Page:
A helicopter carrying supplies to Tahoe Resources’ (TSX: THO; NYSE: TAHO) silver mine in Guatemala was attacked by small-arms fire from the ground, and the pilot had to make an emergency landing after a bullet pierced the tail near the rear rotor blade.
The incident was reported in a local newspaper and the company confirmed the attack in an email response to questions from The Northern Miner.
The helicopter was being used to supply material for the company to keep its environmental mitigation commitments when the pilot was forced to land on Tahoe’s concessions, the company said.
“Any violence against our employees, contractors and communities is unacceptable, and we condemn this act in the strongest possible terms,” Edie Hofmeister, the company’s executive vice-president of corporate affairs and general counsel, wrote in an email. “This situation must be resolved peacefully and in accordance with the law to ensure the safety of our employees and all members of the community.”
The attack is the latest in a string of challenges the mining company is facing in Guatemala.
Tahoe has been unable to restart operations at Escobal due to a blockade of a municipal road that leads to the mine.
In addition, the company’s annual export permit to ship metal concentrate has expired.
Until mining operations resume, the company has said, it cannot access US$75 million of its US$300-million revolving-credit facility, and may continue to be subject to events of default.
In July, the Supreme Court suspended Escobal’s mining licence until it could hear an action brought by a non-governmental organization with the abbreviation CALAS against Guatemala’s Ministry of Energy and Mines (MEM).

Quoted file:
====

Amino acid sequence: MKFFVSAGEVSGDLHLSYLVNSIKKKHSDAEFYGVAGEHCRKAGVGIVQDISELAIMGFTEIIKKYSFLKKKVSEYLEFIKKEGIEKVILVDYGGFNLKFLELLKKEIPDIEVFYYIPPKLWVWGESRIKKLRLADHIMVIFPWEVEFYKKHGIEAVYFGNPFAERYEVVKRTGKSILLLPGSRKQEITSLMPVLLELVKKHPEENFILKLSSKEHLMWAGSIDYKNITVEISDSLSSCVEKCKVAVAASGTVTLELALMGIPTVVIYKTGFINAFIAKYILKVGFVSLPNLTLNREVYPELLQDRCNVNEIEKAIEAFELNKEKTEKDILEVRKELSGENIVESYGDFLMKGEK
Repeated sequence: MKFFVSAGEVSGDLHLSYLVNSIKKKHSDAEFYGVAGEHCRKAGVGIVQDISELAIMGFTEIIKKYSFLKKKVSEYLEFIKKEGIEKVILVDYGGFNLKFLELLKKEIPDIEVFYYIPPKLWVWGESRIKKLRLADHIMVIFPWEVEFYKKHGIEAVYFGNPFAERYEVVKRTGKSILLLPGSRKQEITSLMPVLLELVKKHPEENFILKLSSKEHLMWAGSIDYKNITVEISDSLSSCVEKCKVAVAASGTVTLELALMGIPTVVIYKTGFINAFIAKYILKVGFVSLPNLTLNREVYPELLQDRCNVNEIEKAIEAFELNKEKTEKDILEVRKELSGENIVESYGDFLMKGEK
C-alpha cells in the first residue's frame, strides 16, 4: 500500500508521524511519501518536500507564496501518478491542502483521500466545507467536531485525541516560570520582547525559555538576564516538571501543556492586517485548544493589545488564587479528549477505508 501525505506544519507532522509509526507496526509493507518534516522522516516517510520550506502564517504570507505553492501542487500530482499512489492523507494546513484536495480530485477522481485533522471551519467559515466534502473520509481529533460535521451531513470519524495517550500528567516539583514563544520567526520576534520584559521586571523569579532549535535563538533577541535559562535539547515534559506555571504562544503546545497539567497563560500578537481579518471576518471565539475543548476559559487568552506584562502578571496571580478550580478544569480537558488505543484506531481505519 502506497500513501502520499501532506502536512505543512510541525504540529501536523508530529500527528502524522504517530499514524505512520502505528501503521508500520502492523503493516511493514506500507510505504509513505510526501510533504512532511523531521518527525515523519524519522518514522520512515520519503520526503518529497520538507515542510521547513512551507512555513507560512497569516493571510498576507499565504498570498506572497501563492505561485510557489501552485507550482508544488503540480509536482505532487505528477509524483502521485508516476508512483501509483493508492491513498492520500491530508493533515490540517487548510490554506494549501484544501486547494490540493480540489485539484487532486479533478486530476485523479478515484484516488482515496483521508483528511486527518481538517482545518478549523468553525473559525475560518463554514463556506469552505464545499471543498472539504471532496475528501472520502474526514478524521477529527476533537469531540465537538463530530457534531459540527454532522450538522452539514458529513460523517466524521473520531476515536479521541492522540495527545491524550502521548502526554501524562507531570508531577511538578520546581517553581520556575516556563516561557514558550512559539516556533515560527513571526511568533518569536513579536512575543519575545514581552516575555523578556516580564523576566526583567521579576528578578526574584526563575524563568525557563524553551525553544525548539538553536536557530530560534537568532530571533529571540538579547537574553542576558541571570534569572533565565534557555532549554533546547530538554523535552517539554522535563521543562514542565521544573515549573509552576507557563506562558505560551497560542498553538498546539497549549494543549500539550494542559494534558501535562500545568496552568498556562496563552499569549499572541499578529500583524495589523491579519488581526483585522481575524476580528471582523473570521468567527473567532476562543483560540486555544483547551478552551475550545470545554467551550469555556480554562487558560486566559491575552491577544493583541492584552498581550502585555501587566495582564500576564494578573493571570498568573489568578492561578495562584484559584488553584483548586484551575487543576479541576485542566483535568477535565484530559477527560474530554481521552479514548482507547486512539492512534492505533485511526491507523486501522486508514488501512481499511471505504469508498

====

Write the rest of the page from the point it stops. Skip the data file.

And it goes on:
CALAS had filed a claim in May alleging that MEM violated the Xinca Indigenous Peoples’ right of consultation before a licence was granted to Tahoe’s flagship mine.
In September, the Supreme Court reinstated the mining licence for Tahoe’s subsidiary, Minera San Rafael. But the court also ordered MEM to conduct consultations with the Xinca indigenous communities within a certain geographic area and report results of these meetings back to the court within a year.
Tahoe is seeking clarification from the court on the specific geographical departments that need to be included within the scope of MEM’s consultations. Although the mining company says the MEM complied with ILO Convention 169 (which guarantees the rights of Indigenous Peoples) before it issued the Escobal licence, it says it will support MEM “in any of its future indigenous engagement and will encourage MEM to involve independent ILO 169 experts to assist in this process.”
At press time shares of Tahoe were trading at $6.53 apiece. The company’s shares have traded within a 52-week range of $5.31 (August 2017) to $16.91 (November 2016).